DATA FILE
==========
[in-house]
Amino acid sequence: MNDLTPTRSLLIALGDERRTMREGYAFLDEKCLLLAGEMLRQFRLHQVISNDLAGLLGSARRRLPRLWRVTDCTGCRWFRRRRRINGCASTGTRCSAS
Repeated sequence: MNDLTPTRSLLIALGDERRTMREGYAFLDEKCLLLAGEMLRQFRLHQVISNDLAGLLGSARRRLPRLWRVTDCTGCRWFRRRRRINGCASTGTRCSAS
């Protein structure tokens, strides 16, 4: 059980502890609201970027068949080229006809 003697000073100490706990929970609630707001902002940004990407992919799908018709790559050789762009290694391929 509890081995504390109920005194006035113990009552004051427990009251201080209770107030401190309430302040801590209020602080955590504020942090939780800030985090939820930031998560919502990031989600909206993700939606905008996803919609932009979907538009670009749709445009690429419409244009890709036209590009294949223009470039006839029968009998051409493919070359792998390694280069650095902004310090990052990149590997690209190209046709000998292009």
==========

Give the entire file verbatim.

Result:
[in-house]
Amino acid sequence: MNDLTPTRSLLIALGDERRTMREGYAFLDEKCLLLAGEMLRQFRLHQVISNDLAGLLGSARRRLPRLWRVTDCTGCRWFRRRRRINGCASTGTRCSAS
Repeated sequence: MNDLTPTRSLLIALGDERRTMREGYAFLDEKCLLLAGEMLRQFRLHQVISNDLAGLLGSARRRLPRLWRVTDCTGCRWFRRRRRINGCASTGTRCSAS
């Protein structure tokens, strides 16, 4: 059980502890609201970027068949080229006809 003697000073100490706990929970609630707001902002940004990407992919799908018709790559050789762009290694391929 509890081995504390109920005194006035113990009552004051427990009251201080209770107030401190309430302040801590209020602080955590504020942090939780800030985090939820930031998560919502990031989600909206993700939606905008996803919609932009979907538009670009749709445009690429419409244009890709036209590009294949223009470039006839029968009998051409493919070359792998390694280069650095902004310090990052990149590997690209190209046709000998292009």